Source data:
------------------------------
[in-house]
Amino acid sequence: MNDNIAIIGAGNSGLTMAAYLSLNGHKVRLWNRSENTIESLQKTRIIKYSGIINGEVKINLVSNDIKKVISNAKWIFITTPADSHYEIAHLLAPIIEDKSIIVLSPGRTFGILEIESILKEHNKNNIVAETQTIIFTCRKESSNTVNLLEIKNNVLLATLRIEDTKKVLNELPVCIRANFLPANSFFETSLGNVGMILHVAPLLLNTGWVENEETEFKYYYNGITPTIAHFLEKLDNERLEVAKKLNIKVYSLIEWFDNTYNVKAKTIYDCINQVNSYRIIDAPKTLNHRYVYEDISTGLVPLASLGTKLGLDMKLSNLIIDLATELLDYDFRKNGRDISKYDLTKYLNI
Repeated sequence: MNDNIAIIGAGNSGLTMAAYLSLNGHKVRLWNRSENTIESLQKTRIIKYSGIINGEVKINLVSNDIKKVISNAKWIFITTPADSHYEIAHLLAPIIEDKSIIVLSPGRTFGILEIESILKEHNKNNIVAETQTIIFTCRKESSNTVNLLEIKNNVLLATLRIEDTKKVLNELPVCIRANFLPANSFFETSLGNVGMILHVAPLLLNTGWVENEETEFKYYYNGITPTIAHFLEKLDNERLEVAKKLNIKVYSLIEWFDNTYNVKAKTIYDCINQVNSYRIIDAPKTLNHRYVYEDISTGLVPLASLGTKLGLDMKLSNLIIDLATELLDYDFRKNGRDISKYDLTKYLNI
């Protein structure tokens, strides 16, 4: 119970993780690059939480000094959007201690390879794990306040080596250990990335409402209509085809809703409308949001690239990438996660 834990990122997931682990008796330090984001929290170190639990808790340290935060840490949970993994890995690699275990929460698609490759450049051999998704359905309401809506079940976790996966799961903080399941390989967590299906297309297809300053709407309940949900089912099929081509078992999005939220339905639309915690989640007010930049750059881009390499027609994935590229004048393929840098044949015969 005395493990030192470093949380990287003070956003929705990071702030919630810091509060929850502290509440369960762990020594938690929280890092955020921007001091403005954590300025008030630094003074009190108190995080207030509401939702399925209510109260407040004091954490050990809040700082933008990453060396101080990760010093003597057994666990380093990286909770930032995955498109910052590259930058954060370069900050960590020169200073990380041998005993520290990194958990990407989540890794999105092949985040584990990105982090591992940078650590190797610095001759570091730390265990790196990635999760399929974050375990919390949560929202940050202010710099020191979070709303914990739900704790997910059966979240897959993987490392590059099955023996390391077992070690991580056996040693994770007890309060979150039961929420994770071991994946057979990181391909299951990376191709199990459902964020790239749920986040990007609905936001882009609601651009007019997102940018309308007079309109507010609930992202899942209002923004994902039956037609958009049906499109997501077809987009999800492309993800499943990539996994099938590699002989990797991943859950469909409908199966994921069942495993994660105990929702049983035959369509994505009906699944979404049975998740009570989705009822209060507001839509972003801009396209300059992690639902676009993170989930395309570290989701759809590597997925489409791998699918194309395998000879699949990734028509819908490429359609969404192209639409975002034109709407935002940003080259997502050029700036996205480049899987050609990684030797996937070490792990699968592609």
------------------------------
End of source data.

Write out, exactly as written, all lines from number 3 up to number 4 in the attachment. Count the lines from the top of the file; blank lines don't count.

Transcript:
Repeated sequence: MNDNIAIIGAGNSGLTMAAYLSLNGHKVRLWNRSENTIESLQKTRIIKYSGIINGEVKINLVSNDIKKVISNAKWIFITTPADSHYEIAHLLAPIIEDKSIIVLSPGRTFGILEIESILKEHNKNNIVAETQTIIFTCRKESSNTVNLLEIKNNVLLATLRIEDTKKVLNELPVCIRANFLPANSFFETSLGNVGMILHVAPLLLNTGWVENEETEFKYYYNGITPTIAHFLEKLDNERLEVAKKLNIKVYSLIEWFDNTYNVKAKTIYDCINQVNSYRIIDAPKTLNHRYVYEDISTGLVPLASLGTKLGLDMKLSNLIIDLATELLDYDFRKNGRDISKYDLTKYLNI
């Protein structure tokens, strides 16, 4: 119970993780690059939480000094959007201690390879794990306040080596250990990335409402209509085809809703409308949001690239990438996660 834990990122997931682990008796330090984001929290170190639990808790340290935060840490949970993994890995690699275990929460698609490759450049051999998704359905309401809506079940976790996966799961903080399941390989967590299906297309297809300053709407309940949900089912099929081509078992999005939220339905639309915690989640007010930049750059881009390499027609994935590229004048393929840098044949015969 005395493990030192470093949380990287003070956003929705990071702030919630810091509060929850502290509440369960762990020594938690929280890092955020921007001091403005954590300025008030630094003074009190108190995080207030509401939702399925209510109260407040004091954490050990809040700082933008990453060396101080990760010093003597057994666990380093990286909770930032995955498109910052590259930058954060370069900050960590020169200073990380041998005993520290990194958990990407989540890794999105092949985040584990990105982090591992940078650590190797610095001759570091730390265990790196990635999760399929974050375990919390949560929202940050202010710099020191979070709303914990739900704790997910059966979240897959993987490392590059099955023996390391077992070690991580056996040693994770007890309060979150039961929420994770071991994946057979990181391909299951990376191709199990459902964020790239749920986040990007609905936001882009609601651009007019997102940018309308007079309109507010609930992202899942209002923004994902039956037609958009049906499109997501077809987009999800492309993800499943990539996994099938590699002989990797991943859950469909409908199966994921069942495993994660105990929702049983035959369509994505009906699944979404049975998740009570989705009822209060507001839509972003801009396209300059992690639902676009993170989930395309570290989701759809590597997925489409791998699918194309395998000879699949990734028509819908490429359609969404192209639409975002034109709407935002940003080259997502050029700036996205480049899987050609990684030797996937070490792990699968592609």